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THE SUN, SUNDAY, FEBRUARY 24, 1918.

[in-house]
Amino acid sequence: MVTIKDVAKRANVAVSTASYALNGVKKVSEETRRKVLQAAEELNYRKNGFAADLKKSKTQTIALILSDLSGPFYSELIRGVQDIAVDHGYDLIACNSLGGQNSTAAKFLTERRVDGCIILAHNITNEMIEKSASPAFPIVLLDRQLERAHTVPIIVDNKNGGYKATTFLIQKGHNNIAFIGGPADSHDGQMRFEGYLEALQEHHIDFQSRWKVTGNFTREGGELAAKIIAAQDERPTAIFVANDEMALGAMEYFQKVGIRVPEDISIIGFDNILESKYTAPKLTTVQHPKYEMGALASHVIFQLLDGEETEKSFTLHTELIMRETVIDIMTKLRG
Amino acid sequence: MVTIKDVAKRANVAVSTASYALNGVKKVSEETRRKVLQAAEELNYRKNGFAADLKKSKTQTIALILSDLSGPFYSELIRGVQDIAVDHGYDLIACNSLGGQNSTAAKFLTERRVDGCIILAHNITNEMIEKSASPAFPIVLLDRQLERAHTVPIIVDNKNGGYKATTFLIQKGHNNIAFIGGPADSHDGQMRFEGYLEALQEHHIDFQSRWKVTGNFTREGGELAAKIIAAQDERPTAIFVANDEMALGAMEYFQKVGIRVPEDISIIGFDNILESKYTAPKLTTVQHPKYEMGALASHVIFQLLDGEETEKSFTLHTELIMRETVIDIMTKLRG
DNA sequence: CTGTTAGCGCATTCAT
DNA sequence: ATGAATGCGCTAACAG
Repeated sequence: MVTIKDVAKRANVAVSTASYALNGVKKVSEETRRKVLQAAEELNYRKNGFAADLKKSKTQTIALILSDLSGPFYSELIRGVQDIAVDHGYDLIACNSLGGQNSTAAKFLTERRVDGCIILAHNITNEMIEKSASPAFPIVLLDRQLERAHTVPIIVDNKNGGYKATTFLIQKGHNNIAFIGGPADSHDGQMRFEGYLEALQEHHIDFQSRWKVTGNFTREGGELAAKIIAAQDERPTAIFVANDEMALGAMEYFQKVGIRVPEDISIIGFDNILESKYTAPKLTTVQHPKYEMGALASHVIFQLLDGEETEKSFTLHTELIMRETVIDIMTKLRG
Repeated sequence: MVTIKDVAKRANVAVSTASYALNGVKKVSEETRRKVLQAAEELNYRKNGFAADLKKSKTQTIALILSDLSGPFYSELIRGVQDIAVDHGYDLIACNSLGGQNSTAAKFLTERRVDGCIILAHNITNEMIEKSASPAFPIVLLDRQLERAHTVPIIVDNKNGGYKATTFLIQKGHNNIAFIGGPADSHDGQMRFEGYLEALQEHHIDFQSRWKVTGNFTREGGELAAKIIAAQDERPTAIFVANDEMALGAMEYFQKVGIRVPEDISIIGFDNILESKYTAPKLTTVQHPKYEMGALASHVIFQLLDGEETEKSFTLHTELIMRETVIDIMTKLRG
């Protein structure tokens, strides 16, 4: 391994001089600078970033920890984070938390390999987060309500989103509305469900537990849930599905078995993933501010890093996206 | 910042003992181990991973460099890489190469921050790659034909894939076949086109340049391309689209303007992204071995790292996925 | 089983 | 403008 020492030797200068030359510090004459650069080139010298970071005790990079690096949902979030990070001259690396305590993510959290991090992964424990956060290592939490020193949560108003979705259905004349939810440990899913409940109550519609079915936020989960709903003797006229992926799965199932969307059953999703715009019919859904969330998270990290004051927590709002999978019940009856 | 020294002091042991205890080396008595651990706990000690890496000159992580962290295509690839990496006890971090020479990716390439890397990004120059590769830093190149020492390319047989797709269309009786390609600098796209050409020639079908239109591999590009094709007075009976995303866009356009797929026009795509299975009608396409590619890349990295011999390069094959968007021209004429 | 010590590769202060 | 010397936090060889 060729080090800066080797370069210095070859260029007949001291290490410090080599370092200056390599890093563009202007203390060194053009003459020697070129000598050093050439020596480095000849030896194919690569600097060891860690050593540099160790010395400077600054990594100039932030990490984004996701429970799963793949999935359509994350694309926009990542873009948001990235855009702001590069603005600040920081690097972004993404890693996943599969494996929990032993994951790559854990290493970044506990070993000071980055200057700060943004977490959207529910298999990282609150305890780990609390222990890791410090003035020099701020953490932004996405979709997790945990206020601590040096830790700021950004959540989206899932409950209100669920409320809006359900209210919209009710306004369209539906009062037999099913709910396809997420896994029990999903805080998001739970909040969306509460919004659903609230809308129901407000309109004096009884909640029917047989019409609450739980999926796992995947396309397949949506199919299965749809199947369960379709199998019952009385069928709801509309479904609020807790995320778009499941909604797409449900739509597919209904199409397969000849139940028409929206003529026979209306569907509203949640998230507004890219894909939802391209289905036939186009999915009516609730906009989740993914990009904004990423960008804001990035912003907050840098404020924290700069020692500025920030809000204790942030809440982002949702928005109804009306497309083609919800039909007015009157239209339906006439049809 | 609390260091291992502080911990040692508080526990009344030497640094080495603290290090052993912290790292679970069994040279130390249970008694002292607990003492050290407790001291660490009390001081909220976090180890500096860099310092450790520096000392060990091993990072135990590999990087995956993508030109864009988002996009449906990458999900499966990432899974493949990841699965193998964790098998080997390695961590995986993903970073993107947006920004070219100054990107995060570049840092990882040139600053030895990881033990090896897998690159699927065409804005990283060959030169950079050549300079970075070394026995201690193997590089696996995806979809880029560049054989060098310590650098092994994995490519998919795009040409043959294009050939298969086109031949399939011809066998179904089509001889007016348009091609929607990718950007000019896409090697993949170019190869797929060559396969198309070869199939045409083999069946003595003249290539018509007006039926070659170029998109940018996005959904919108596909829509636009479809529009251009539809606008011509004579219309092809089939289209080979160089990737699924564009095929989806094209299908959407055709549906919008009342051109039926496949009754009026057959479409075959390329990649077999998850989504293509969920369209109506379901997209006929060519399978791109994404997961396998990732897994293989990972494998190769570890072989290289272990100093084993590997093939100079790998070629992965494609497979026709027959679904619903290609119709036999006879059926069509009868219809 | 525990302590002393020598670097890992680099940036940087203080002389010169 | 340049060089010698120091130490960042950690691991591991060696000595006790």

44 TELLS HOW P. R. R. BATTLED WINTER Elisliii Lee Reports on Worst Wcnther Handicaps Bond Ever Knew. rn.usKs rail employees Shop Men Hnd to Bo Used ns Shovellers to Dig Ont Snow Burled Trains. TIi -'ton' of Oie worst winter in the Hitory of railroading Is told In a. report jal nude to President Samuel Ilea of ltd Pennsylvania Railroad ly Kllsha Uf, the road'H acting vice-president In ttarRf of ovcratlon. It Is a story which chronicles the heartbreaking experiences of rallroul men In the sivae period from niH-Occember to early February rtci She Pennsylvania, lines ceemed teullnr!)' afflicted, according to the re jwrtJ received by the Regional Director t! Ilallroacl.s, A. H. Hmlth. Th features of the wenther In the itn wccfc.i cr so reviewed by Mr. Lee's report wern riot only record breaking mM. heacy snowfalls and high winds i.,,t die unprecedented length of frigid which give no breathing time to twoe- and prepare for the next t-mer-f:icy I" the mountain regions trav trrnl by the Pennsylvania lines these ir.rilliioii persisted thromhout the en l,r ieric-1. Other roads of course suf f(rd! .'imibr handicaps. i Ire llnlU Cur Float. :vrr ti far routh ns Cape Charles, ., wher ordinarily lUtlo trouble Is iper;nced from enow or cold," the re- r rt.ites. "Ihero were fifteen days ji-en It was Impossible: to operate car ;ii across the mouth of the Chesa jiae to Norfolk on account of the Ice turir, nnd passenger, mall and express rrU'o was suspended on three occa tm At Urenron, Pa., on top of the AHecliRny Mountains, through which a j,i;e p-nporllcm of freight for eastern urrr.:r..i!s must pass, temperatures of IS i;;r.c.s below laro were reported, with mil ales and with fcyty Inches of snow i-i Hie ground. which did not afflict the railroad men. Mr, lee mentions frozen ash pans, coat freezing In cars and on tho wharves, solidified Into a maDslllte concrete: froten Journal boxes, solidly frozen road beds, which Increased the wear and tear on engines and other rolling stock: broken main nnd Aide rods of engines, constant trouhla with hollers, especially In the mountain divisions, due to the un avoidable use of water of poor quality, and frozen switches everywhere, the riirltadelphla terminal division alone re porting seventy switch failures In a single day. ' "On the night of January 27," Mr. Iee states, "when half a dozen through ex prets trains were stalled on the top of tho Alleghany Mountains near Oalllt r.ln. Pa., with the temperature at zero, the wind blowing a galo and tho snow drifting twelve to fifteen- feet deep In the cuts, Train No. !, the Western Kx press, with three engines, reached a point a little less than half a mile west of nallltzln when It was slopped by the snow. The seven rear cars were un coupled and another engine was sent to pull them back, but by tho time the tun nel was reached Iho west portnl had drifted shut nnd It was Impossible to go further. fi Knglnrs In 7 V.mptr Coaches. "Passengevs were taken out of the trains and hotel accommodations were provided for them. Tho cars could not bo moved until 6 o'clock the next after noon, and then It required five heavy freight engines to pull tho seven empty roaches. Meanwhile, the other three cars which had headed the train, to gether with the engines which were pulling the train when It stalled, re mained In the drifts beyond Oallltiln. a mile and a half further along. Five hundred men worked nil night on Jnn uary 17 nnd nil the next day until mid afternoon before these threo car and three engines were dug out and the tracks were cleared for them to move." This was a typical Instance of the work railroad men were railed upon to do every now nnd then In the Penn sylvania mountains. Put operation kept up desplto these staggering difficulties. Tho acting vice-president, reports with obvious pride: " "Desnitc tho conditions which pre vailed during tho period, 2.773 freight trains, with n total of 110,4.17 cars, were moved over the Alleghany Mountains In January. At the same time all regularly scheduled passenger trains were repre sented with very few exceptions occur ring In tho worst storms, when some through trains were annulled. "Theso results. In tho face of unpre cedented difficulties, were only accom plished by the self-sacrifice, loyalty and devotion to duty or many mousana om oers and employees of the Pennsylvania Railroad, who iheerfully performed un arcustomed and arduous work, and re peatedly faced hardship, danger and real suffering In the struggle to keep the lines open so that tho public and the i;ovcrn- RIFLES TURNED OUT AT MAXIMUM RATE United States Making "More Than Did Britain After Years of War. BARER OUTLINES NEW AIDS' DUTIES Functions Cover Activities of Stcttlnius, Gocthals and Fosdick. LARGE STOCK ON HANI) Cartridges Manufactured on a SitnilaiScale, Says War Department. Washington-, Feb. 23. Seven hundred thousand army rifles have been produced In tho United Slates since this country entered the war, according to a state ment made public to-day by tho Ord nance Bureau of the War Department. During the wee; ending February 3 the dally production was 7.S05 Hnflelds nnd 1,442 Sprlngftclds, or a total of 9,247 service rifles added to the stock every day. In addition tho Government re ceived 13,113 Russian army rifles dur ing the week, making a total weekly rifle output of 72,l"i2 weapons of till class. Figures on the American weapons fell olT slightly the week ending February 10, while the output of Russian rifles in creased, the totnl output for tho week of all types being 71,192. Tills production, the statement says. Is tho greatest ever nrhleved by anv coun try In a similar period of ten months. HE MENTIONS NO NAMES Secretary Says Nominations Are Questions for Presi dent to Decide. WAsiilNUTON', Feb. 13. With the Ad ministration bill creating two additional Assistant Secretaries of War before Com gross, Secretary Raker explained to-day tho functions to which his new aids would to nsslgned. He would not Indicate who ho had In mind fur Hie rxsts. saving that the nomi nations were matters for the President only, but the names unofficially sug gested Include those of Kdward R.. Stnt tlnlus, now tiurvejor Ocncral of War Department pun-liases; MaJ.-Ocn. doe ihals, acting Quartermaster Uenrral, and Raymond D, Fosdick, chairman of tho Commission of Training Camp Ac tivities. Mr. Raker said that Assistant Secre tary Crowell would become, the direct understudy of tho Secretary and assume thn duties of the head of tho War De partment In his absence. Tho new Sec ond Assistant will have supervision of RUDOLPH GANZ Eminent Swiss Pianist and Composer It is four times greater than the RrltUh I nU -industrial and commercial" actlvl output nrter ten months of war and tlp r ,ne wr Department, noting In twice ns large as the Urltlsh output after ,10 name of the Secretory on all mat- two nnd a half vears of war. - WaJiave to-day," thei statement says, -a total of 1,300.000 service rifles. Only about 50 per cent, of tho troops carry rifles. Wo have in addition 160.000 ler.i of this character nnd supervising tl.o purchases of all bureaus. The alMwlutment of Mr. Stettlnlus ns sfrnnd riKslstant would bo In line with i Mr. Raker's statement to a Congressional K-oni December 20 to January 28 the mnictcr never registered higher j merit might be served, " degrees above fleering, and that I ' for mi hour or so on four different 'Vr eight days, from Djcembor making rifles nnd mm Government and nine private making cartridges. It I pointed out that the modified Knfleld rlllo has iwen tooted fully and I WEATHER HAMPERS YREJfmi. J'X January I. the thermometer -on- .n, rerlftcred zero or lower with I Storm's KnTect Reflected In Increase i mis prevailing, and this was fol- 1 jdr cars. v ( in iay mroicn, irom .innu- i J.-iuary 21 Inclusive, on eight !i the mercury Ftaycd below M fno r Inslan.-rs of this crippling - reported by Vice-President Pittsburg division showing a t lency of 4SS degrees of tern- , t:ie month of January as )i -ed w.th January, 1917. On this ' snowfall measured twenty en . n half Inches ns against nine ... It Irn lie" In January, 1917. .'e drifts at the entrance to the Gal 'mp.els nt the summit of the i. ', -.in were fifteen feet deep. The ." lern dhislon, serving Buffalo, re ;e;:f double the snowfall of last year sr. 1 (.uttered from several ulixzirds, dur Irc which there was practically no train rrovement for from twenty-four to sev-ts'y-tno hours at a stretch. All dlvi f.on suffered mere or less. The effect on freight movements of tho bad weather of Thursday nnd Fri day began to appear yesterday In re ports sent from railroad division man agers to Alfred II. Smith, director of railroads for the Hast. Tho report.s showed that on Thursday there wero more than 41,000 cars "above normal" lying Idle at different pot.its i'i ,Y000,nUU l!m r "TV", committee that the place of Mr. Stettlnlus "InaL .? f ,rlne!,;flr.,a ,0t"1 of -Ojoutllr, the Department was one of "growing ?C2 i 'il'f r"les , ., functions." In that connection, however. Rlfla cartridge production Is on a lt was -eonlled to-dav that recently the similar scale. sny the statement, show- nan)fl of tj,. rjoclhals hnd been proml Ing that a total of 7,300.000 was the ncntv ,nPntlonM as an assistant Secre dally average output In January. t War lu ,ucusp Ions ,,f changes Summarizing tho work on rifle. It Is ,.. ihe War Department Pnder Gen. I snonn mat jmio.dpo.oon is being spent foctnas tlu, (junrtfrmastcr' Dcpart for thoso arms alono nnd that 200 army , -,.., lula i,een m.rganlied and Its work otflcers, SO.00O men and 10,000 women ctiinrged are employed on the manufacture, of I T)c thIr, assistant. Mr. Raker said, rifles nnd cartridge. There are two i w( ,mva dlre(,t HUIwrvlston of all "ticin (government nnd three private plants . .in, ,.,ii,i e rMtir " That function Is now exercised very largely by Mr Fosdick as chairman of the Coin mission on Training Camp Activities. Tho position of fourth assistant will he held by .loiin C. Scotleld, now assist ant and chief clerk ard ns such. In charge of administrative matters, not dlrectlv under the various, bureaus, and i of the entire clerical personnel or llic curacy of fire. It Is noted that a regi ment of i.egro troort made 4 1 out of a possible .10 score with this weapon at snort range, although many of tho men drpartmcnt. WORKER ON U. S. JOB IS HELD. Accused at Charleston. V. V., of llcllttlln (he Draft I.nvr. ''inr.LKsvoN W. Va , 1VI). 23. Htr- hert T'. Reck, foreman of construction for Iho contracting llrni en-faireil 111 erect- the Fast, and that on Friday the amount j ii:g the Government projectile plant at rose to abovo 43,000. On February fi the 1 South Charleston, was taken before John number stood at mom than 160,000, and T. Thayer. I'nlted States until two days ago hnd been decreasing . steadily. Tho increase recorded yester day Is directly due to bad we.ithei, and Is expected to disappear In a day or two. A tabulation of empty cars in the re gion of Mr. Smith's jurisdiction nhowed K.105 bound east on Thursday and I. MS I coming east on Friday. There Is a gen- , .. . eral decrease In the amount of flood wa- sbo Men Torn Shoveller.. Ur r(?))t of way R1(fht hur(,rtH, "9 conditions made It necessary to and ninety-three cars of provisions and mw shopmen from Indoor work to j dressed beef left Chicago for Atlantic el snow, break Ice and clear i shipment yesterday. work that Involved severe! . a-.l-' 'p. This withdrawal had a serious ''it "iion repairs and construction, but -"1,- t e circumstances. Mr. Lee ,re- it there was no alternative. Other p n would have been Imporslble to Up .ines open at all. s an Illustration of the hard work ("one hv indoor men under terrific atv.er conditions It is mentioned that fhn men at Altoona spent 9,223 ten hour 'a n snow shovelling and switch 'fa- rg This prevented repairs to nine en igiues, stopped the building of '.i "v.! no Keel gondola freight cars, va"-d t!i strengthening of thirty-three jr ,.' .he same ilasa and Interfered vi' i other necessary shop work. I nr " 1' t.-liurg dhlslon reported an nc- The mcssag. ijjT,,,;, ,IZ Jt cars awaning re j ' i -ifr rent, nbnve normal. nio''g imscellar.eous rerultt re sortpl from the severe cold on all dl v.i.nns " Mr. I.pe htate", "were air hose 'er.uig, trnins stalling, trains parting '"ause of broken couplings, hot boxes 'if to Joun.als being stripped off by .n or ice; broken rails, frozen signals Mftiial wires and failure of inter ''"'ning plants. Much trouble was cx 'rlentfd by water pcoops freezing up." uinar shortage was a rcrious draw SON IS GERMAN PRISONER. U."...."...1.C., .1,.. 1,... violating the espionage act preferred by A. K. Hays, a" special agent for the De partment of Justice. It Is charged that Heck made remarjts in the presence of young men of draft age tending to hinder the operation of the selective military service law. Halifax Trolley Men on Strike. UAi.irAX, Feb. 23 Mntonnen and con ductors employed by the Nova SvOtla Tramway Company went on strike here to-day. N'ot a iir was taken out of the barns this morning. Mr. Raker's purpose Is to transfer to1 his new assistants many matters of de tail which now handicap him In dealing with the broad policies It is his duty to work out. In this connection it wnt. noted that he has reserved to himself alo all military questions. As the second assistant would be di rectly In charge of nil Industrial and commercial work and would be clothed with absolute power. It was ruggested thU offke might meet the urgency for n director of munitions ina,nucn been little complaint about navy contracts at any time. Mr. Raker said he wished to name an assistant In charge of the non-military life of the soldiers, who would regurd the human sido of the army particularly and deal with the soldier as n man. not ns a military unit. I'nder that offlel.il would be brought together nil activities concerned with the entertainment, voca tional tralnlnc, athletic development and general environment of the army camp-. (juestlnr.it relating to the army chapl.iln service, to the Y M. C A., and other semi-official welfare agencies would also be centralized In this office. Osone Park Mother (Jets f'nrd Prom (iermnny. A postcard that has been mi transit since November from Westphalia. Oer many, reached Sirs. Anna Seaman at her home in Ozone Park, I,. I., yester day. It bore a few words from her son, a member of tho Klcventh Hnglneers, who was once reported dead after the attack on Cambral, "Taken prisoner Not wounded. Well. was the first direct word Mrs. Seaman had from the young sol dier. Ueyond reporting his capture, the War Department had sent no news. Mrs. Seaman had changed her address, but has notified the Washington authorities and now expects to lie In more regular communication with her son. She too't considerable comfort from the wording of the message. Seaman enlisted In April, 1917, at Fort Totten. and left for France In the SHEA TO TAKE VACATION. early fall. He was one of the engln who were surprised with only their dig 'k In this difficult situation. On the ' glng tools for defence by the Oennan rreo:i division It was necessary to hire attacking party. Mrs. Seaman Is a "1 m'v men to maintain an engine ' widow usf fo-ie of 14D men. In the P.tts- Irs illstnct per cent, of the entire ife of freight brakemen ami 41 per .it of t entire force of firemen have en i f"he service less than siv months 'ii 1 Monongahela division. In order to 'r s.'i ''les open, it was necessary for -ifff -.is, assistant supervisor:, and Santiago, Chile, Feb. 23. The Amer T . i M do laborers' work with pick I lean Ambassador, Joseph H. Shea, will r"1 -h 1 Many causes contributed to depart soon for a vacation in tho United ' te.iu i. nn of the average tonnage car-i states. Ho called on President San fl p.r freight train. . fucnte.s and Foreign Minister Perclra to- e wai" no hott of annoyance i day and took leave of them. American Ambassador to Will Come Home. Chile Alfred A.Kohn Announces the Final Week of thaSemi-Annual SALE of Women's Smart Shoes Coriirting cf exclusive deiijni, incomplete sizei, but your nze may be obtained among them. Final Disposal Price Seven Fifty borne of these, sold for $18 a pair. P tutly none re'.umab'e. a pair. Special Sacrifice Ladies' Satin Evening Slippers CLEARANCE PRICE, Sites irregular, A Two Dollars 505 FIFTH AVENUE, at 42nd Street CHARGE PATRONS MAY TAKE ADVANTAGE OF THESE SALES, HAVING BILLS RENDERED APRIL 1st. mq !5 i68 :es JSfiflh -Arcnuc tp at st m y Last "Close-Out" Prices On Remaining Winter Apparel Rich Fur-Trimmed Wraps Afternoon and Evening styles of satin, velveteen and chif fon velvet trimmed with fashionable furs. Formerly to $ 3 5 0-no w $125-$ 1 45$ 1 65 Gowns and Dresses Street, Afternoon and Evening styles including many in very desirable models grouped for prompt disposal. Formerly to $ 1 75 now $38 & $58 Smart Fur-Trimmed Coats Fashionable models developed in rich, soft materials trimmed with luxurious furs Formerly to $ 1 95 now $55$75-$95 COATS WITHOUT FUR-Formerly to $95-$35 & $45 Magnificent Furs At Very Great Savings Beautifully matched Chinchilla Wrap and one of dark Russian Sable Skins, also Dolman Wrap of fine Baby Caracul Hudson Seal Nutria and Taupe Squirrel, trimmed with contrasting Furs, have been further reduced and are now being offered at very low prices. Coatees Stoles and Shoulder Capes of Kolinsky, Mole, Mink, Hudson Seal, Dyed and Natural Squirrel, ranging from $60 to $350 Bringing the Great Pianists To Your Home The Duo-Art Piano 1111 E publish herewith a most significant letter from Rudolph Ganz, one of the great pianists of the present day. In this letter Mr. Ganz quotes a lady to whom he had just been introduced. She told him he had been a very welcome guest in her music-room for several months though he had never been there in person. He knew what she meant. She was referring to her possession the Duo-Art Piano for which he, in common with the other leading pianists of the present day, makes the record-rolls. We invite you to read Mr. Ganz's letter which here follows: Gentlemen : " The oilier tuif I luul the pleasure of meeting u -eell-known society lady who in the course of conversation told me that I had been a very welcome guest in her music-room for some months past though I never had been there in person. 1 guessed lanv it may have happened and I guessed right. I simply ashed, ' What Duo-Art records have you got in your library, Madame?'' because. I am anxious about being represented in a musical home with the records which 1 consider the most complete ones. 1 was happy to find that my own compositions, 'Play of the Waves' and the 1 Minuet t in IT were among the favorites. The latter particu larly reproduces the graceful rhythm and s-wing and the Duo-Art has succeeded in bringing out some very sensitive colorings. The 'Country Dance'' of my young friend and pupil. Ahe. McJ'idyii, seemed to be equally popular with her guests. Hut no doubt the Sibelius 'Jlomance in DJlnt' which 1 have played all over the" country and which 1 shall play again on February 1 7th at the Metro politan Sunday Concert I was Ihe one example where both lyric and dramatic thoughts are combined, and make this piece one of the most popular records. "I personally am very proud of this roll and I only can wish that it might be found in every Duo-Art library where I have the privilege, of being included. " t Very sincerely, Such a letter as this can have but one meaning it tells of the dawning of a new epoch in music. In this new epoch the piano-forte in the home changes completely its character. From the cold, silent, handsome piece of furniture, or the little-used instrument, it becomes the world's greatest and most elo quent emissary of music. The lady referred to in Mr. Ganz's letter liad replaced the previous piano in her music-room with the Duo Art Piano. In no element of piano forte character, had she lost by the exchange. In beauty of appearance, in excellence of key-board action for hand-playing, in superb musical quality of tone, rather had she been the gainer. But greatest of all, she had brought Rudolph Ganz as a permanent dweller in her music-room. Ami with him, all the other most famous pianists of the day. The Duo-Art Piano may be played in three ways: First It is a piano-forte for hand-playing from the key hoard in the usual manner. Second By a Pianola music-roll which enables the per former to exercise individual taste in expression. 'Third By a Duo-Art music-roll which is a faithful record of some pianist's actual performance. Made only in TheSteinway, Steck, Stroud and famous Weber models. PRICES FROM S885 THE AEOLIAN COMPANY AEOLIAN HALL, In MANHATTAN: 29 .WEST 42nd STREET In THE BRONX 367 East 1 49th Street BROOKLYN 1 1 Flatbush Avenue n E WARK 895 Broad Street